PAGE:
An editorial in the New York Times has been making the rounds, and I felt like weighing in. Most of those I've read agree with me in thinking perpetual copyrights are a very bad idea, including some I often don't agree with, such as Ilya at Volokh. Ilya makes important points about the difference between intellectual property and physical property; when somebody else uses my physical property, they are interfering with my ability to use it, while when someone else uses my intellectual property, I continue to be able to use it freely. If there were a method of duplicating land, we probably would treat the creation of duplicates of already occupied land quite differently than we treat invasion of already occupied land.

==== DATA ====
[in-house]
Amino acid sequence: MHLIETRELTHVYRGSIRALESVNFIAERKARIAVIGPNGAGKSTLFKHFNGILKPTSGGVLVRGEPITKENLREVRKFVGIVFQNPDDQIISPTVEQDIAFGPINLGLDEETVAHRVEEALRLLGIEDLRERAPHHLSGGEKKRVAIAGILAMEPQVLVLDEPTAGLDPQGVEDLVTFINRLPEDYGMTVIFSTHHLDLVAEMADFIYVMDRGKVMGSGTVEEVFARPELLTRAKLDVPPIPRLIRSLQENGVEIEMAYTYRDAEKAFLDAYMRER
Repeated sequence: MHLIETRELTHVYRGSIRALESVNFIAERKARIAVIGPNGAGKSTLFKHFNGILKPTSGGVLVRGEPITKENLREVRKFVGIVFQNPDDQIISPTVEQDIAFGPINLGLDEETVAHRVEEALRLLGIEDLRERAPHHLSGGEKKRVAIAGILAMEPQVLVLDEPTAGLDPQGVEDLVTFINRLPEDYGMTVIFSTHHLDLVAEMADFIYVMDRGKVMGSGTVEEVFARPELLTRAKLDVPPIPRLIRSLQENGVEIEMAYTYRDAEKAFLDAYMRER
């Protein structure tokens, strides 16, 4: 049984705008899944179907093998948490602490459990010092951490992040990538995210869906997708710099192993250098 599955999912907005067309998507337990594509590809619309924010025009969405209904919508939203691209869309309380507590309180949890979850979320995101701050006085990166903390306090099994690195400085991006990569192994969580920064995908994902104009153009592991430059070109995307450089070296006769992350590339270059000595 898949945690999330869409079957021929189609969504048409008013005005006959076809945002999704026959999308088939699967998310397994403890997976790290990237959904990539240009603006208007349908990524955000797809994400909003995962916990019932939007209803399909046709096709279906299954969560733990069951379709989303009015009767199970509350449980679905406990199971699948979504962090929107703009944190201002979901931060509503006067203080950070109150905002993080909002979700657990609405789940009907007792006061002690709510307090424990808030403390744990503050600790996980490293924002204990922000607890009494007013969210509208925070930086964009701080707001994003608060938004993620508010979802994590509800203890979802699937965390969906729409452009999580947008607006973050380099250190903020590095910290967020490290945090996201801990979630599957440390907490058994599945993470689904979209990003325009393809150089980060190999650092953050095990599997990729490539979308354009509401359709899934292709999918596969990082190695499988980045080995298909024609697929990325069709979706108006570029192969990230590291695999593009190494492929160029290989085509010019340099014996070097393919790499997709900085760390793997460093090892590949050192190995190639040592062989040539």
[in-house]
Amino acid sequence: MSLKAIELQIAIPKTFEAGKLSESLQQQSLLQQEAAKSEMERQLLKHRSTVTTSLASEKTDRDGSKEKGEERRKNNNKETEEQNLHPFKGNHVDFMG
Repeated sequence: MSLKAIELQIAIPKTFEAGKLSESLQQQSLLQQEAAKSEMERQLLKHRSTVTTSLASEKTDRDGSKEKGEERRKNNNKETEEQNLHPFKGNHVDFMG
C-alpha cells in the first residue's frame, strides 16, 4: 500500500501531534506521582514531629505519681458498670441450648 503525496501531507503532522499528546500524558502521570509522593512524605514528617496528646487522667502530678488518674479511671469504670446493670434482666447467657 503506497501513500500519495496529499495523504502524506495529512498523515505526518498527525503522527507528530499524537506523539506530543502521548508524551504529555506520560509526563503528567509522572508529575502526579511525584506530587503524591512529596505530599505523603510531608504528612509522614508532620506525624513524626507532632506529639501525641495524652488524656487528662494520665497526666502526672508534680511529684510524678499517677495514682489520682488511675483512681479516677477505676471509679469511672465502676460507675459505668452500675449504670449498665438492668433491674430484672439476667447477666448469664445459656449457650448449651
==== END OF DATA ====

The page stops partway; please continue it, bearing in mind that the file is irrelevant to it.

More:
I would like to add a point I've made before concerning property rights generally. Any property right is a a monopoly on the use of a resource, enforced by the state. It only makes sense that people should be charged for the state's services in this area, as in some kind of wealth tax. If establishing and maintaining intellectual copyrights were more expensive, with a high minimum fee which increases with time, and a percentage of profits if that exceeds the minimum payment, then allowing long copyright terms, even indefinite ones, would not be as egregious. For one thing, it would obviously raise state revenues. Also, it would reduce cases where copyrights would be held by people who were not bothering to make the copyrighted material available in any form; holding on to an unused copyright would be expensive, so such copyrights would usually be allowed to lapse, allowing others to make use of the material.